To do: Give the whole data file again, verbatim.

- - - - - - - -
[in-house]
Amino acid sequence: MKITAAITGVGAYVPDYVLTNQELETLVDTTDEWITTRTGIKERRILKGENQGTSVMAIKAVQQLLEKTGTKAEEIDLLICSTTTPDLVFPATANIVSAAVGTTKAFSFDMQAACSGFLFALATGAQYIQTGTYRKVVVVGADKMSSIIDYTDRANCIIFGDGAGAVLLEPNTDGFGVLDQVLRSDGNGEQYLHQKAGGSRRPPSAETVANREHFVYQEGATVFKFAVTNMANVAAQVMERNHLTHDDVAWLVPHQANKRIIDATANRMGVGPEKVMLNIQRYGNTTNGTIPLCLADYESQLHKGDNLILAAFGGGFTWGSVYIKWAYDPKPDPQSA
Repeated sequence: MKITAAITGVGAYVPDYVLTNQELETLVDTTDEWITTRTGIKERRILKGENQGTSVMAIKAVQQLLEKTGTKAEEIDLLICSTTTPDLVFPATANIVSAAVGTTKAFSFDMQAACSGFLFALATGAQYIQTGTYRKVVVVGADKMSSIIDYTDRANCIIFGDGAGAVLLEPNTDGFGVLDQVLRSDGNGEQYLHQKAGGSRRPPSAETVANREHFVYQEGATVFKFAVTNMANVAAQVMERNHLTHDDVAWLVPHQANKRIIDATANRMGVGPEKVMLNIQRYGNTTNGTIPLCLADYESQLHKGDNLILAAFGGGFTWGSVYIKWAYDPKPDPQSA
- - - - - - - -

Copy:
[in-house]
Amino acid sequence: MKITAAITGVGAYVPDYVLTNQELETLVDTTDEWITTRTGIKERRILKGENQGTSVMAIKAVQQLLEKTGTKAEEIDLLICSTTTPDLVFPATANIVSAAVGTTKAFSFDMQAACSGFLFALATGAQYIQTGTYRKVVVVGADKMSSIIDYTDRANCIIFGDGAGAVLLEPNTDGFGVLDQVLRSDGNGEQYLHQKAGGSRRPPSAETVANREHFVYQEGATVFKFAVTNMANVAAQVMERNHLTHDDVAWLVPHQANKRIIDATANRMGVGPEKVMLNIQRYGNTTNGTIPLCLADYESQLHKGDNLILAAFGGGFTWGSVYIKWAYDPKPDPQSA
Repeated sequence: MKITAAITGVGAYVPDYVLTNQELETLVDTTDEWITTRTGIKERRILKGENQGTSVMAIKAVQQLLEKTGTKAEEIDLLICSTTTPDLVFPATANIVSAAVGTTKAFSFDMQAACSGFLFALATGAQYIQTGTYRKVVVVGADKMSSIIDYTDRANCIIFGDGAGAVLLEPNTDGFGVLDQVLRSDGNGEQYLHQKAGGSRRPPSAETVANREHFVYQEGATVFKFAVTNMANVAAQVMERNHLTHDDVAWLVPHQANKRIIDATANRMGVGPEKVMLNIQRYGNTTNGTIPLCLADYESQLHKGDNLILAAFGGGFTWGSVYIKWAYDPKPDPQSA